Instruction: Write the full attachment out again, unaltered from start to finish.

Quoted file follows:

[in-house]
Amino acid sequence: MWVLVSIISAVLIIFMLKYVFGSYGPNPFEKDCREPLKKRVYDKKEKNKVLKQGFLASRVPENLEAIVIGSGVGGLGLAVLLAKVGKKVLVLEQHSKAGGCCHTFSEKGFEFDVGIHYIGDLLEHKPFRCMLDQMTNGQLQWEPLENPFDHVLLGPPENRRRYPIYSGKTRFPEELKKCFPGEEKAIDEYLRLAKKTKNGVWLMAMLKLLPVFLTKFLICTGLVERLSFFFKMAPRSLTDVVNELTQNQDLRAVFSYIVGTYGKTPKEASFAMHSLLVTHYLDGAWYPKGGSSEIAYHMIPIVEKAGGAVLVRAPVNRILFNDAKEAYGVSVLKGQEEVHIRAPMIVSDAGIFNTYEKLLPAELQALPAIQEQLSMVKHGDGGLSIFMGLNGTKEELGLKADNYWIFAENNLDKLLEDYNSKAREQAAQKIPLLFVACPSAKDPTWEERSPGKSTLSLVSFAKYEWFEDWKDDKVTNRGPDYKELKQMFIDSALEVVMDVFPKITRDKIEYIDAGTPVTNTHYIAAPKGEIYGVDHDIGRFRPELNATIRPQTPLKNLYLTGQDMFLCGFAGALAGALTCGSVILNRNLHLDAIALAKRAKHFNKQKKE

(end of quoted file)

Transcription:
[in-house]
Amino acid sequence: MWVLVSIISAVLIIFMLKYVFGSYGPNPFEKDCREPLKKRVYDKKEKNKVLKQGFLASRVPENLEAIVIGSGVGGLGLAVLLAKVGKKVLVLEQHSKAGGCCHTFSEKGFEFDVGIHYIGDLLEHKPFRCMLDQMTNGQLQWEPLENPFDHVLLGPPENRRRYPIYSGKTRFPEELKKCFPGEEKAIDEYLRLAKKTKNGVWLMAMLKLLPVFLTKFLICTGLVERLSFFFKMAPRSLTDVVNELTQNQDLRAVFSYIVGTYGKTPKEASFAMHSLLVTHYLDGAWYPKGGSSEIAYHMIPIVEKAGGAVLVRAPVNRILFNDAKEAYGVSVLKGQEEVHIRAPMIVSDAGIFNTYEKLLPAELQALPAIQEQLSMVKHGDGGLSIFMGLNGTKEELGLKADNYWIFAENNLDKLLEDYNSKAREQAAQKIPLLFVACPSAKDPTWEERSPGKSTLSLVSFAKYEWFEDWKDDKVTNRGPDYKELKQMFIDSALEVVMDVFPKITRDKIEYIDAGTPVTNTHYIAAPKGEIYGVDHDIGRFRPELNATIRPQTPLKNLYLTGQDMFLCGFAGALAGALTCGSVILNRNLHLDAIALAKRAKHFNKQKKE